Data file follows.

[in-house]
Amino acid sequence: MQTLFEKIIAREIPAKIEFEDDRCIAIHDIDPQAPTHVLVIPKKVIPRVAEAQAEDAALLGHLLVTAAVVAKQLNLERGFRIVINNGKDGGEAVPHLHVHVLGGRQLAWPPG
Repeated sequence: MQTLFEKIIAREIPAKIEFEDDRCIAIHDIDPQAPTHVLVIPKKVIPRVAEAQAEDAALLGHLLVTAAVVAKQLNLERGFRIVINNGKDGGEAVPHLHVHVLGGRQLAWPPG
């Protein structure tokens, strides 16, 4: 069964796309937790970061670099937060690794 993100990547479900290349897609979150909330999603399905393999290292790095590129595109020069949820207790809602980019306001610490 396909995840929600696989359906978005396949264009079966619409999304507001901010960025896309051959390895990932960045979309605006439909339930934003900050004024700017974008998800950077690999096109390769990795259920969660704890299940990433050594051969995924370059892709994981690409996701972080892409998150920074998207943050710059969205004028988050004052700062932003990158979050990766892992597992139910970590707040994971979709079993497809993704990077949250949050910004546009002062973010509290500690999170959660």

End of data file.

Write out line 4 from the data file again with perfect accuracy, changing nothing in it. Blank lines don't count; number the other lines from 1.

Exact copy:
């Protein structure tokens, strides 16, 4: 069964796309937790970061670099937060690794 993100990547479900290349897609979150909330999603399905393999290292790095590129595109020069949820207790809602980019306001610490 396909995840929600696989359906978005396949264009079966619409999304507001901010960025896309051959390895990932960045979309605006439909339930934003900050004024700017974008998800950077690999096109390769990795259920969660704890299940990433050594051969995924370059892709994981690409996701972080892409998150920074998207943050710059969205004028988050004052700062932003990158979050990766892992597992139910970590707040994971979709079993497809993704990077949250949050910004546009002062973010509290500690999170959660």